The treat of a buttery mouthful of marrow is often reason enough for me to pull out my biggest stock pot and prepare my own.

From there, just about any cut of beef you enjoy is a perfect choice for your bowl. Beef meatballs, flank, oxtail—go ahead. It’s the beauty of pho. Every bowl is slightly different from the last in your hands.


The heavy amount of herbs that accompany a bowl of pho is trademark of a Southern preparation.

The freshness of something green in an otherwise monochromatic bowl of brown is a welcomed divergence.

The first thing I look at is the onions, scallions and cilantro that usually come served in the broth.

I check to make sure the onions are thinly sliced so when the hot broth is ladled over, it lightly blanches it. Diffusing just enough of the sulfurous taste to give way to the inherent sweetness that we love about about caramelized onions.

Generous amounts of scallions and cilantro should be apparent. Not too finely chopped or sliced. You should be forced to chew them between your teeth. Vegetables are scarce among this dish. Besides, I enjoy the balance and relief my conscious feels when I look down and see something green looking back at me.

It’s the very same reason I enjoy large, torn pieces of Thai basil, saw-tooth herb and handfuls of crunchy and cool bean sprouts. These items accompany every bowl of pho on a side dish for you to pick and choose.

The same way my mom and grandmother garnished their bowls as if building a salad on top of their pho is how I do it. Knowing full well that underneath that innocuous mound of herbs is a bowl heavy with noodles and lots of fatty, tender beef.

I’ll see many people aggressively squeezing wedges of lime into their broth like a margarita is in the works. I prefer just enough to break through the heavy, savory broth. A hint of acid without making it too tangy.

A moderate amount of fresh, coarsely ground black pepper takes it over the top. If you can’t get peppercorns cracked tableside, the pre-ground stuff isn’t any cause for alarm.

Now here’s where it’s going to get controversial.

I keep the sriracha and hoisin sauce out of my bowl.

I’m a purist enjoying the patience and perfection of a carefully crafted broth. Other pho chefs will happily push you these condiments, hoping you don’t notice the flaws, shortcuts and quality of their preparation.

Instead, I’ll squeeze equal parts in small sauce dish, side by side. Never quite mixing the two. Allowing me to pick and choose when I want spiciness of sriracha or the sweetness of the hoisin. Sometimes I like a little bit of both as I dip my pieces of beef or smear a dab over my noodles before I take my next bite.

A good rule of thumb is taste your broth before you decide to add these condiments. Your experience may be better off without it.

Every once in awhile, fresh jalapenos will find their way into my broth. Not often as I hate for any overwhelming spiciness to distract me from an otherwise perfect bowl of pho. Because the flavor of jalapenos can vary from mild to hot, I don’t like to risk the off-chance I get a batch that’s too spicy for me.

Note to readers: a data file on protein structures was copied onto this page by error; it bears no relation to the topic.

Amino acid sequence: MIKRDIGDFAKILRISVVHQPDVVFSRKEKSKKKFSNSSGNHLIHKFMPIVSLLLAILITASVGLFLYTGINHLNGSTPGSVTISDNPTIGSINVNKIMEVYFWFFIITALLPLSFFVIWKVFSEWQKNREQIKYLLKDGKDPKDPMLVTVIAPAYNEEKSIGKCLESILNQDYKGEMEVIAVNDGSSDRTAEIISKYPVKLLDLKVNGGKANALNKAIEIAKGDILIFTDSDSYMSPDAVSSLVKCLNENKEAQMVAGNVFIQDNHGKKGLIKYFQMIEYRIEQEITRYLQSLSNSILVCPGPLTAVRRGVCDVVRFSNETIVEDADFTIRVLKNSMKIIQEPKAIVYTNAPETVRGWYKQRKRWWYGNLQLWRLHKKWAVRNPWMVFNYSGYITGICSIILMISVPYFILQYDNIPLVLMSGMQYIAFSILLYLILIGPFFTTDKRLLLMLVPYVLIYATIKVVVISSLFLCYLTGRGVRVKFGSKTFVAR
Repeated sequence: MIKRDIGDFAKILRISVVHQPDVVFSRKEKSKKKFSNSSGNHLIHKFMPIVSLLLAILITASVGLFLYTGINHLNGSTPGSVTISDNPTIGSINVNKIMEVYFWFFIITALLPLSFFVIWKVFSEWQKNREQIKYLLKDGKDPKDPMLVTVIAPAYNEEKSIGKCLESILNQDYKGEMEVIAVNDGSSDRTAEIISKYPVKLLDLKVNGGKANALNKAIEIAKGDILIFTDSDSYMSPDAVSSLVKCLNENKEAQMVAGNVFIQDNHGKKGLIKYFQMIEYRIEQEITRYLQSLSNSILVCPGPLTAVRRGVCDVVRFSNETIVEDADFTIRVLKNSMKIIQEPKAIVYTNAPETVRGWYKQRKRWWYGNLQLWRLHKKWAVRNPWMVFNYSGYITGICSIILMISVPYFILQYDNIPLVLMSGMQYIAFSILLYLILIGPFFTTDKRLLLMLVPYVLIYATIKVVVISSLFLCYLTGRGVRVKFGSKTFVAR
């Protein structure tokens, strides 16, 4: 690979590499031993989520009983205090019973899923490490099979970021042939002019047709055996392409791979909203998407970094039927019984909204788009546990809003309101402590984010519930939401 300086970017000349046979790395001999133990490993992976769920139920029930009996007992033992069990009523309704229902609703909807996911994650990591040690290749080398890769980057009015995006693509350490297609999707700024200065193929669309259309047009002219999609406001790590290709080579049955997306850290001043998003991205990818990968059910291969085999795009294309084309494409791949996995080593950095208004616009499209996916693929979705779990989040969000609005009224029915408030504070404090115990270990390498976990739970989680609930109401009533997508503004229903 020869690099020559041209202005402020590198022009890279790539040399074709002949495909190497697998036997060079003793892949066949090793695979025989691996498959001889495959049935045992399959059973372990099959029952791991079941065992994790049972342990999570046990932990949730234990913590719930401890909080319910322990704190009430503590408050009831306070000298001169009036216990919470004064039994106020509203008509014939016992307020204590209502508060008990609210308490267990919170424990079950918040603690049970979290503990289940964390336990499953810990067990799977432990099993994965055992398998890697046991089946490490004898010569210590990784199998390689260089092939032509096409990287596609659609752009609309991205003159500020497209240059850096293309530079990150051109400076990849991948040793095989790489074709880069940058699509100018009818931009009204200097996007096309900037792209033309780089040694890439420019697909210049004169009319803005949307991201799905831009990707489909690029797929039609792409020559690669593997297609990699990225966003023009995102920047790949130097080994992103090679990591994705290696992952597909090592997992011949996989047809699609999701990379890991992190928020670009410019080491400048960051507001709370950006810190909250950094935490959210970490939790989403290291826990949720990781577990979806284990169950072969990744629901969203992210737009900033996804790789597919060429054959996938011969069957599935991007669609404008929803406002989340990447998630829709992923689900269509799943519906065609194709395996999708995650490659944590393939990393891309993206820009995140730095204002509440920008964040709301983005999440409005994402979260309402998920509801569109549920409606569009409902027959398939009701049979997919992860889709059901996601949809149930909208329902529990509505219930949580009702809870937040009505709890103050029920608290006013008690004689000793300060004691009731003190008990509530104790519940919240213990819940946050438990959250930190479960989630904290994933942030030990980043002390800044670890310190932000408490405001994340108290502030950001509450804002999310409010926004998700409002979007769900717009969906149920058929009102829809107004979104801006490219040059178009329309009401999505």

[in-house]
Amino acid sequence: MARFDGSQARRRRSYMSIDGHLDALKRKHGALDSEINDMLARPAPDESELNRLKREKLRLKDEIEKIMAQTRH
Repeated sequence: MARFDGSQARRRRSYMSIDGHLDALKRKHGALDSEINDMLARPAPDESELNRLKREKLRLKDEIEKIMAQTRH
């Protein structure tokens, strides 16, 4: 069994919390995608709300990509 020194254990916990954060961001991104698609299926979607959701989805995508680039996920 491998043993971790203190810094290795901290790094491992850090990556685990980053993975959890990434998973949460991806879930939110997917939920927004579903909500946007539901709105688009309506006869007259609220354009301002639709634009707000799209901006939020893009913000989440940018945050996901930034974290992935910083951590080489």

If I am on the third or fourth helping of home made pho over the course of a week, I’ll change it up and throw a few slices in there and pull it out after a few seconds in the hot broth. This allows the fresh bite of a bright green jalapeno to take over the entire bowl and make it a whole new dish.


The broth is arguable the most important part of pho.

It is the vehicle in which the assorted mix of beef, noodles and vegetables come together to make the perfect bite.

When your bowl first arrives the broth should be clear with globs of yellow fat floating on the top. I prefer my broth on the richer side so that as your noodles break the surface, the fat coats the strands of noodles aiding in the friction-less slurping that allows for instant gratification.

If your broth appears to lean, ask for a side of hanh beo or nuoc beo hanh tran

What you’ll get is a small bowl filled with the bottom half of scallions floating in rendered beef fat.

Don’t be shy. This is the good stuff right here.

Go ahead. Spoon some in and unlock the secret some of us have known our whole lives.

A sip of the broth should reveal a balance of the strong spices that make up the flavors of pho: star anise, cloves, cinnamon, ginger and onions.

Once you get past the piquant first sip, you should taste rich beefy flavors that are only possible from a broth made with pounds and pounds of various chunks and cuts of beef.

All great broths will use deeply roasted onions and rock sugar to balance the pungent funk of salty fish sauce.

You’re looking for a full body experience here. The smell of the spices should tease you. The boiling broth should warm you with every taste. The flavor and fat should linger in your mouth. You’re tasting for balance here. No broth should make obvious of one flavor over the other.

The best broths display a harmony only capable in the hands of a masterful pho chef.

This is the sign of a great bowl of pho.

Every chef has their own secret or proprietary addition that makes their bowl of pho unique. Like all great dishes before it, arguments will ensue almost any time you ask someone where the best bowl of pho can be found.

My Mom makes the best.

I make the best.

My family does.

I know the best restaurant.

No, this place is better.

That’s what makes pho such an incredible dish.

If you know what you’re tasting for; what makes up a great bowl of pho, you’ll weed out a mediocre bowl of pho fairly quickly. Similarly, you will also come to appreciate the skill of a well-honed one.

The best bowls will have you eager to reunite with the experience the second you finish the very last sip.

The details are what separate a great bowl of pho from a good one.

Nathaniel Nguyen